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Council says $50K damage to family's house an ‘act of God’

STORM DAMAGE: Eli Waters resident Troy Mitchell with the branch that speared through his patio sliding door from a gum tree in the park behind his house.
STORM DAMAGE: Eli Waters resident Troy Mitchell with the branch that speared through his patio sliding door from a gum tree in the park behind his house. Alistair Brightman

AN Eli Waters couple says the Fraser Coast Regional Council is responsible for $50,000 worth of damage to their house after a tree branch crushed their roof during the deadly storm on January 29.

But the council has refused to pay, saying it was an "act of God".

Troy and Anona Mitchell will need a section of their roof repaired; a new fence and pool gate, electrical repairs and kitchen cupboards after large branches flew from trees growing on council-managed land through their back windows and doors.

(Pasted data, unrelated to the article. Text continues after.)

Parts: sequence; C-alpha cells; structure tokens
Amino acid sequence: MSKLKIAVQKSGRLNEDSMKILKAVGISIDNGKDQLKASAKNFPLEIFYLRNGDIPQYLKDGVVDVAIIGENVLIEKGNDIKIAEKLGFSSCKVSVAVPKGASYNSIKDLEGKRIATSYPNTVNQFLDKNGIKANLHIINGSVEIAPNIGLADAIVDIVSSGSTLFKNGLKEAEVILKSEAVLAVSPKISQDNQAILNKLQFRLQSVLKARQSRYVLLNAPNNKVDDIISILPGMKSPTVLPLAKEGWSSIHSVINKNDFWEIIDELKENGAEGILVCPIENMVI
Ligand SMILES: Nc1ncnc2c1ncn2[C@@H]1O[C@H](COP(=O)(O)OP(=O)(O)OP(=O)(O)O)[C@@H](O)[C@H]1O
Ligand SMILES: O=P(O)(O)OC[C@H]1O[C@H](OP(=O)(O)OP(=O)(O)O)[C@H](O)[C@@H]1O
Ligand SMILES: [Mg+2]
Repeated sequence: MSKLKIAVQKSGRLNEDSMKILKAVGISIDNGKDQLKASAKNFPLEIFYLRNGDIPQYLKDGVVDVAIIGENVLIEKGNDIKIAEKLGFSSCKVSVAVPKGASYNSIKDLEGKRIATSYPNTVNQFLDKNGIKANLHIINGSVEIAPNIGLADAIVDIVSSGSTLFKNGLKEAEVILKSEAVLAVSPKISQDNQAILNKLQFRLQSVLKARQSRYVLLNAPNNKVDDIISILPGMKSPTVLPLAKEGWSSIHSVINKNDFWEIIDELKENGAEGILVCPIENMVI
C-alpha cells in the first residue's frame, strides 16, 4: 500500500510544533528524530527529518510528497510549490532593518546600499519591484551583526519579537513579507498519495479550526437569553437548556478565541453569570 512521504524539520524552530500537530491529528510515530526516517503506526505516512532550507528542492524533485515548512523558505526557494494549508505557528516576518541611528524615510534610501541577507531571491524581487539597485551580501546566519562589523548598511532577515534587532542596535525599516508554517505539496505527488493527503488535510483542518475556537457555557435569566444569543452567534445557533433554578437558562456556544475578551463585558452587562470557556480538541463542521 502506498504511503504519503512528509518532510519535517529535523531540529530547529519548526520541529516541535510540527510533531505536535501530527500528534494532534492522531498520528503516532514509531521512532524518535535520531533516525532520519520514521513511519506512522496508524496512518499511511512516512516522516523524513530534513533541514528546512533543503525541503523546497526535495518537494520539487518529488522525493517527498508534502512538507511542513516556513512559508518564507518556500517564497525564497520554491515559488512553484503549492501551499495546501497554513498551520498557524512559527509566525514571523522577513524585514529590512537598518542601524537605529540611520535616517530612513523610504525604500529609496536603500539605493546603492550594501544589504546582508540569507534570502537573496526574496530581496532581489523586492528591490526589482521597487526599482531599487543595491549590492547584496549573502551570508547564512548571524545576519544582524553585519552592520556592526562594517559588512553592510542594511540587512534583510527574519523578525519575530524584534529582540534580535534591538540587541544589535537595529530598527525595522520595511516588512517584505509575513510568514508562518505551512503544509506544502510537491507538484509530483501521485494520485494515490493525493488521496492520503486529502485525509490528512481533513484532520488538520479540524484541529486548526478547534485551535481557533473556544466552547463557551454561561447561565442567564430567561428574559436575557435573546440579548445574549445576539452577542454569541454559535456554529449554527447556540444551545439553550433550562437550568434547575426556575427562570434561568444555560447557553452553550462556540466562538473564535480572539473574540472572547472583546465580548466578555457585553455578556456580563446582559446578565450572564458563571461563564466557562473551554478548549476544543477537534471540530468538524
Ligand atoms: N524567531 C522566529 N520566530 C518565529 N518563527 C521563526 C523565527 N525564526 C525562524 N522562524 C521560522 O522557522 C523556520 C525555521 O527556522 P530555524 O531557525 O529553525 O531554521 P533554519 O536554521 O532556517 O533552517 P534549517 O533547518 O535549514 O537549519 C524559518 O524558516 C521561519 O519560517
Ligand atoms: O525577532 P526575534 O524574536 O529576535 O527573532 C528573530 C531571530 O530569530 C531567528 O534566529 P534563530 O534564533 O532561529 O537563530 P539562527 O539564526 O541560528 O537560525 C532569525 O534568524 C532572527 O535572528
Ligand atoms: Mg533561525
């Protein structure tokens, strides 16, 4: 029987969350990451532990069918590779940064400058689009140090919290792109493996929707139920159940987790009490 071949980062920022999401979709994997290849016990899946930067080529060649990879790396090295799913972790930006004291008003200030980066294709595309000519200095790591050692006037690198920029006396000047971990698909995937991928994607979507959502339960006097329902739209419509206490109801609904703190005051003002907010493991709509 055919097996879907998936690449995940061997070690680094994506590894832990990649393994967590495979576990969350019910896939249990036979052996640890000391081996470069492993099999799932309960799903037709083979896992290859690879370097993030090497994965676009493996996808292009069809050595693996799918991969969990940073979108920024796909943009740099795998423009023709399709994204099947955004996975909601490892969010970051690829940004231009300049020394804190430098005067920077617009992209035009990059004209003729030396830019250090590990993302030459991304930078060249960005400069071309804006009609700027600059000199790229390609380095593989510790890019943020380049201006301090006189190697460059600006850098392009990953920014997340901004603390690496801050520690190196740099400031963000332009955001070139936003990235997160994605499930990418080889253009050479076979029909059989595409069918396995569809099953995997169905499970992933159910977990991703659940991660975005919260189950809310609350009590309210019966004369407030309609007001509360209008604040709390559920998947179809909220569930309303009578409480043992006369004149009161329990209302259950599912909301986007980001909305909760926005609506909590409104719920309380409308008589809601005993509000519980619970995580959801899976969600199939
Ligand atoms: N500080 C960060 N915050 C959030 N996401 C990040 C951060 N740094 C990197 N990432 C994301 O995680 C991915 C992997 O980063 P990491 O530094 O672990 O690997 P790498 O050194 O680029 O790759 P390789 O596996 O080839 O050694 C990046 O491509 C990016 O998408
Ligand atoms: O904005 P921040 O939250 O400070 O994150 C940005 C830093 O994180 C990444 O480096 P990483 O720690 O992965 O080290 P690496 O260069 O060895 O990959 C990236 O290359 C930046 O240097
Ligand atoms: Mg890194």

Anona was on the phone to her son when the storm hit.

"I was telling my son it was starting to hit and he should get off the road because he was driving, and that's when I saw something fly right at me," she said

Anona was able to jump out of the way just before the branch hit.

"It almost killed her, it just missed her," Troy said.

On the same weekend as the storm, a council worker was sent out to the property to inspect the trees.

On Sunday, January 31, all seven trees from behind the Mitchell's property were removed.

"If they were safe, why did they need to be cut down?" Troy said.

The council said it was not responsible for the damage because the trees were considered healthy and strong when they were inspected in July last year.

Fraser Coast council CEO Lisa Desmond said the storm was an "act of God for which the council cannot be held liable".

"There were no issues identified at the time that required works to be undertaken," Ms Desmond said.

"Removal of trees after the storm was as a result of damage sustained to them during the storm event."

Topics:  damage editors picks eli waters fraser coast council storm



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